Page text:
A member of the Clintonville Area Commission has been charged with drafting a letter seeking to have a local business owner appointed to a state board.

The letter being prepared by District 7 representative Jason Meek seeks to have Longview Barbershop owner David Carty appointed to what is now a combined board that oversees both barbers and cosmetologists.

The merger of the two licensing boards took effect Jan. 21.

Carty said he approached Meek about seeking the area commission's support for his bid to be named to one of two slots on the State Cosmetology and Barber Board set aside after attending a meeting at which he discovered neither was occupied.

Carty predicted it may take a month or more to get through the process of having his appointment considered.

The governor makes appointments to the merged board.

"For a guy who isn't involved in politics or particularly interested in it most of the time, it is a grinding process," Carty said.

"This is kind of the first step in the process for me."

In making his pitch for supporting Carty for the board, Meek said at the Feb. 1 CAC meeting that Longview Barbershop is the oldest barbershop in Columbus and the oldest business in Clintonville.

Carty has owned the shop for more than two decades.

David Vottero, District 1 representative, made the motion to have Meek write the letter, saying Carty serving on the board was a "totally good idea."

The State Board of Cosmetology and the Ohio State Barber Board were created in the early 1930s to establish and maintain sanitary and professional standards in beauty salons and barber shops, according to an August 2017 report on the law combining the two prepared by Tom Wert, budget analyst with the Legislative Services Commission.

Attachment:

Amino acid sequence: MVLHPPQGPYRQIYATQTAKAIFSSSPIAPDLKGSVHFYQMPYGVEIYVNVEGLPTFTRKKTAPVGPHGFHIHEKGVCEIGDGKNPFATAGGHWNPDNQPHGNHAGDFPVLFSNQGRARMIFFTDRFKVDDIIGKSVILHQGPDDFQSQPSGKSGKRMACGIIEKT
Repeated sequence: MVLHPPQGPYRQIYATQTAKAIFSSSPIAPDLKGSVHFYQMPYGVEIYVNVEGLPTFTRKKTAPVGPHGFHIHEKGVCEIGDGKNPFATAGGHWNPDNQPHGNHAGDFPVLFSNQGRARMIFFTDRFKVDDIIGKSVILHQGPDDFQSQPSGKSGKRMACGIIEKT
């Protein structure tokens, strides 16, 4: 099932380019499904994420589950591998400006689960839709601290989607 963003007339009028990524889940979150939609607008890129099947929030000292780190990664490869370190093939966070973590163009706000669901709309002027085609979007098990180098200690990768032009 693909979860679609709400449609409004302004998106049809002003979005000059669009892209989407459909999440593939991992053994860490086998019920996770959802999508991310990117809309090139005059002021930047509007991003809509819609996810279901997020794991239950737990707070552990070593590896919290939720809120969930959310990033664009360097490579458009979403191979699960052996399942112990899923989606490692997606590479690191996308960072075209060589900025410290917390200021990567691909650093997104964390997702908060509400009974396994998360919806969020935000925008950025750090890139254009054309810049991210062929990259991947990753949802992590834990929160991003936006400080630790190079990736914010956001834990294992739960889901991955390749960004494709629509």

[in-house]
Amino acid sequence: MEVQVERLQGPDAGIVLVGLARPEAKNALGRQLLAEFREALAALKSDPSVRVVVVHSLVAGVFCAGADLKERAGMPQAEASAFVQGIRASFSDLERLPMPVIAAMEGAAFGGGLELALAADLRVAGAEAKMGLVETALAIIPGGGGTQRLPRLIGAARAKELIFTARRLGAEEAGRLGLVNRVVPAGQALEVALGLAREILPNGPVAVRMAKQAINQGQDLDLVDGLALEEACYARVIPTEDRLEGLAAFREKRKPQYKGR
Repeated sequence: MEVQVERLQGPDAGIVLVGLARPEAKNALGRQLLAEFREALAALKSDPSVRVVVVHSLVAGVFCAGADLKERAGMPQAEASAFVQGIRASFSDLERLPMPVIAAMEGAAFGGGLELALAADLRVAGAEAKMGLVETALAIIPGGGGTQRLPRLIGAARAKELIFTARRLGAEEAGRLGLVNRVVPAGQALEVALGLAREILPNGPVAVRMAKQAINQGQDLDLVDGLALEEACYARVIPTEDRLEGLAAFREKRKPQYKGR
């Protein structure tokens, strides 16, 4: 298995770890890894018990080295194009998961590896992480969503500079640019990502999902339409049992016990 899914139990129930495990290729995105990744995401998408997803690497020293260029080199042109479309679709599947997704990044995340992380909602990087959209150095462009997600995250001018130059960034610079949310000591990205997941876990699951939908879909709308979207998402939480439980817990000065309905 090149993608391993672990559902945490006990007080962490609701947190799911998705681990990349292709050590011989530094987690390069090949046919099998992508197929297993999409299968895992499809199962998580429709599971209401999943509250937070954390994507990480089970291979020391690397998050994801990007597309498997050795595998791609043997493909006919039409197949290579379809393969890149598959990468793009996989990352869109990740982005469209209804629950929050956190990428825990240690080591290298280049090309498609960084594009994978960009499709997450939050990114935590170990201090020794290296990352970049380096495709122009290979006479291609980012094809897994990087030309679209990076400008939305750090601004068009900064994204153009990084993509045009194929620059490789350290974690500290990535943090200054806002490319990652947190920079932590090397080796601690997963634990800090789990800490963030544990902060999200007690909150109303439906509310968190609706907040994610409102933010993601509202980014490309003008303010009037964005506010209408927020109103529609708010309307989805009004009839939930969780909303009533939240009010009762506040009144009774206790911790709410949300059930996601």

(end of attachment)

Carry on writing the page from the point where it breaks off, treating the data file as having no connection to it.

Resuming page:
The State Board of Cosmetology, the analysis noted, oversees nearly 113,000 licensees, including not only beauty salons and individual cosmetologists but also the indoor tanning industry.

The Ohio State Barber Board, prior to the merger, oversaw more than 11,000 active licenses.

The functions of the two boards were combined under House Bill 49.

"Under the bill, the combined boards would be renamed the State Cosmetology and Barber Board," Wert wrote.

"Governance of the new board will consist of the existing 11 members of the State Board of Cosmetology and, under the merged entity, two barbers."

"The combining of the two boards was something very controversial and took a long time to happen," Carty said.

"I think on both sides people would have been more comfortable with the status quo."

Now Carty said he isn't comfortable with having no representation for barbers on the combined licensing board.

Carty said he was grateful to CAC members for unanimously backing his appointment.

"What they did ... was amazing," he said. "It meant a lot for me because it's a way for me to get the ball rolling."

Carty will take the letter to elected state officials seeking their guidance on how to proceed.